I searched, I forgot what I had lost, and even the space left behind by the loss had faded, its outline less sharp. I no longer recognized anything, not even a shape that might have filled it, and soon there was no way to know whether I was looking for love, a cat, a tongue, a glove, a child. The more I looked, the more I forgot. Walking dragged me further into forgetting, and forgetting into that loss. I wondered if it was even mine. Maybe I’d been infected by an endemic, ancestral loss.

In the time it took me to cross the city, I grew old. I could see it in the faces of the strangers smoking on the sidewalk, how they stepped aside to let me go by when usually I get shoved and jostled so much that I might as well be invisible. I was moving forward, dazed by aging so suddenly, and I wondered, were we already dead? There was no trace of our existence in the streets, only a terrible hope that I might find you where we had said goodbye, finding you like a grave or a river, finding you again even if it meant becoming one of those animals that keeps coming back to the same place to lay its eggs, to drink, or to die.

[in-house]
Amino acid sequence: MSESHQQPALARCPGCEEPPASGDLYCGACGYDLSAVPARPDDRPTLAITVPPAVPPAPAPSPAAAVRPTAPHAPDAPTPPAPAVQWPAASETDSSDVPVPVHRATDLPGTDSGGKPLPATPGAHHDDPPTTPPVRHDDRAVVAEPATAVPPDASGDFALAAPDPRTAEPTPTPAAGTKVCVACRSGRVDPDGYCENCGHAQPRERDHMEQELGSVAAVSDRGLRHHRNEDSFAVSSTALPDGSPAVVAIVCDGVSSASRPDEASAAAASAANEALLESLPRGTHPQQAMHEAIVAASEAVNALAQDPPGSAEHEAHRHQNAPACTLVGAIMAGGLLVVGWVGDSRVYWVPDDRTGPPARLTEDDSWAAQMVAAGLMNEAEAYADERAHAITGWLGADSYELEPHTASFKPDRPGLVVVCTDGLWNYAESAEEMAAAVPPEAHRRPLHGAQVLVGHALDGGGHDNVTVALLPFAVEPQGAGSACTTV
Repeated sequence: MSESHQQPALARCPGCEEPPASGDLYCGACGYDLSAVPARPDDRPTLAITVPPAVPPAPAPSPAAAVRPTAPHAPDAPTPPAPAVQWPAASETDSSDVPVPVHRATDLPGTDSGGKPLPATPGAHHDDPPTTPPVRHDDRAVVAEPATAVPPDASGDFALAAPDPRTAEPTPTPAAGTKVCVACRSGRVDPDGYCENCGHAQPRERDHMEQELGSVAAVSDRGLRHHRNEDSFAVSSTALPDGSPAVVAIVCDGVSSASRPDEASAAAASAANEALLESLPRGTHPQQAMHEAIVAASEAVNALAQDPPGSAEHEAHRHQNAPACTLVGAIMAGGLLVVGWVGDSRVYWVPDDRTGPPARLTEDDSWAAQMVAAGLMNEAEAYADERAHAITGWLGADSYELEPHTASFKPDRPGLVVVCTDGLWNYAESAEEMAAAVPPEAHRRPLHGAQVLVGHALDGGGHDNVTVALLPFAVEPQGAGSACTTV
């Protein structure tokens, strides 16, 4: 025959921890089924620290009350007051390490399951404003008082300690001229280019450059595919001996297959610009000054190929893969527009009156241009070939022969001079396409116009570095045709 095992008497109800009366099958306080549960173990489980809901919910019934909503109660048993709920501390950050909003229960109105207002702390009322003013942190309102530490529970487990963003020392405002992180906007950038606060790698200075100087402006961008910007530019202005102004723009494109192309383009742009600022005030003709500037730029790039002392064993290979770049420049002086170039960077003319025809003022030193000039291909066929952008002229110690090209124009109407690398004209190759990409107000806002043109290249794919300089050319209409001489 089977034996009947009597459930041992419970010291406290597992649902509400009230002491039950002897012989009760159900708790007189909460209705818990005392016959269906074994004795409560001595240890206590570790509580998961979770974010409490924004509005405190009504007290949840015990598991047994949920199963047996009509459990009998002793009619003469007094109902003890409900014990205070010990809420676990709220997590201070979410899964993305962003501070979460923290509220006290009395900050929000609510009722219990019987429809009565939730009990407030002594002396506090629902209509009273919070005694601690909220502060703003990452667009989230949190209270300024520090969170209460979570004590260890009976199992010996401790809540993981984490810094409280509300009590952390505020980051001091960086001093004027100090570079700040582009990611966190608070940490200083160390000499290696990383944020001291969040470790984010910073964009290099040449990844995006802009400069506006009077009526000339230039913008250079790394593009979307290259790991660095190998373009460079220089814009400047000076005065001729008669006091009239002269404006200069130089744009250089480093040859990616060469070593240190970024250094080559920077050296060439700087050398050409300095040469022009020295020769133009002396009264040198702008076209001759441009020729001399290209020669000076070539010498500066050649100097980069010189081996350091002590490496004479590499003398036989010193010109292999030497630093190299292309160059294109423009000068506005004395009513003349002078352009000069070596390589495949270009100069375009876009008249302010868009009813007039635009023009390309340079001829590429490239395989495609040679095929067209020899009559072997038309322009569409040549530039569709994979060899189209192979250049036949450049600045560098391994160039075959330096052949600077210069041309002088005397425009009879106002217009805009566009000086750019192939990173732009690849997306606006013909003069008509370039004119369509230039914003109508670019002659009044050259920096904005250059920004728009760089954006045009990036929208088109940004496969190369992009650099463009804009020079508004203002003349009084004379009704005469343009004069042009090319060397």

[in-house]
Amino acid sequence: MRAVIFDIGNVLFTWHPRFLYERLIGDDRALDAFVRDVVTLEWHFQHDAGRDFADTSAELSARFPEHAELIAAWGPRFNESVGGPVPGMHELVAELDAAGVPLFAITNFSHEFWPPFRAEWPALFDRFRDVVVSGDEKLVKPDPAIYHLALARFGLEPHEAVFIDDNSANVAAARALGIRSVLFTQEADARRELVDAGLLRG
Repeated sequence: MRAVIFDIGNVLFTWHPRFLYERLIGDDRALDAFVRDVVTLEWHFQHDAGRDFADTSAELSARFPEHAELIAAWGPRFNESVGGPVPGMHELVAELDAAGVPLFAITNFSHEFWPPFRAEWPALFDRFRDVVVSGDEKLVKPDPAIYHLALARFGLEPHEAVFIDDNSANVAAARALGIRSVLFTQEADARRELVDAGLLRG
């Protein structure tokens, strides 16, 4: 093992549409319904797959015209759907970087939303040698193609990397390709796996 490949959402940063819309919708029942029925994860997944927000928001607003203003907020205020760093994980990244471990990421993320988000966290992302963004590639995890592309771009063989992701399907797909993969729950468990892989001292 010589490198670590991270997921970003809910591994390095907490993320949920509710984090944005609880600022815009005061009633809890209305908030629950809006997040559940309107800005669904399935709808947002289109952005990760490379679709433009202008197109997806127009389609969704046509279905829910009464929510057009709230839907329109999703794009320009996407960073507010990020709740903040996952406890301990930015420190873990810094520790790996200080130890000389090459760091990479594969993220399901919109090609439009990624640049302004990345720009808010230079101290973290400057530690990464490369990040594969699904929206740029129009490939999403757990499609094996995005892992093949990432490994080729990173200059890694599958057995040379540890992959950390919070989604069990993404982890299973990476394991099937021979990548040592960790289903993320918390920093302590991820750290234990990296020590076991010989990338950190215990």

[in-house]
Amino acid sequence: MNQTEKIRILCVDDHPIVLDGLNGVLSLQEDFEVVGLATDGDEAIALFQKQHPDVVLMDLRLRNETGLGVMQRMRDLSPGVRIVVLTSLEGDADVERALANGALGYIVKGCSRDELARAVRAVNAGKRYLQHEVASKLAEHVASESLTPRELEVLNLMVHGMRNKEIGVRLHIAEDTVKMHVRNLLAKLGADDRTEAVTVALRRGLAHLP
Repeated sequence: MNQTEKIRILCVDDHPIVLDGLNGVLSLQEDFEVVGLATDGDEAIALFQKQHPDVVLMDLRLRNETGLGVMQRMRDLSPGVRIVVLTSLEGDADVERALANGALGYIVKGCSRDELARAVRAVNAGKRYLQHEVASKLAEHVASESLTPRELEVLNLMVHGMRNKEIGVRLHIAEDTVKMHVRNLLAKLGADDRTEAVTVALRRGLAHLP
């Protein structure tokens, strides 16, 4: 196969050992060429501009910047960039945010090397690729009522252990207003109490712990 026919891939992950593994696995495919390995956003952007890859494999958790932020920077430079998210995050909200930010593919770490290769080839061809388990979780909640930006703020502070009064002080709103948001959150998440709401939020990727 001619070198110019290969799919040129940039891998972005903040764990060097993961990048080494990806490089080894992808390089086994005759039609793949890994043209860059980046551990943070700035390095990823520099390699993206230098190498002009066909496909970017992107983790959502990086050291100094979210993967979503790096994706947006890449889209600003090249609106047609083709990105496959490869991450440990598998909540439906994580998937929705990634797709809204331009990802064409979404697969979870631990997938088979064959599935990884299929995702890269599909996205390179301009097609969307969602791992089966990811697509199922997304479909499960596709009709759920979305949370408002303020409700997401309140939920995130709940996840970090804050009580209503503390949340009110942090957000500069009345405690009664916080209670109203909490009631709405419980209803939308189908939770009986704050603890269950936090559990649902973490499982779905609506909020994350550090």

In cafés, buses, departure lounges, fascism is taking hold, a red cap on its head. Out of politeness, we look away. That’s how it takes a seat, settles in; cordially. I fight to keep my eyes open. I am drained—of blood, of any thought, drained even of weariness.

As I pull away from the mainland, my mother’s body unravels. The ligaments that held her together give way. Her bladder drops into her vagina. She gives birth to her organs one by one. We fall apart in different places. Our bodies dismantle themselves in order to go back in time. The hole is an organ and the organ creates its function. The thing under my heart is prosthetic, a dam holding back the sea.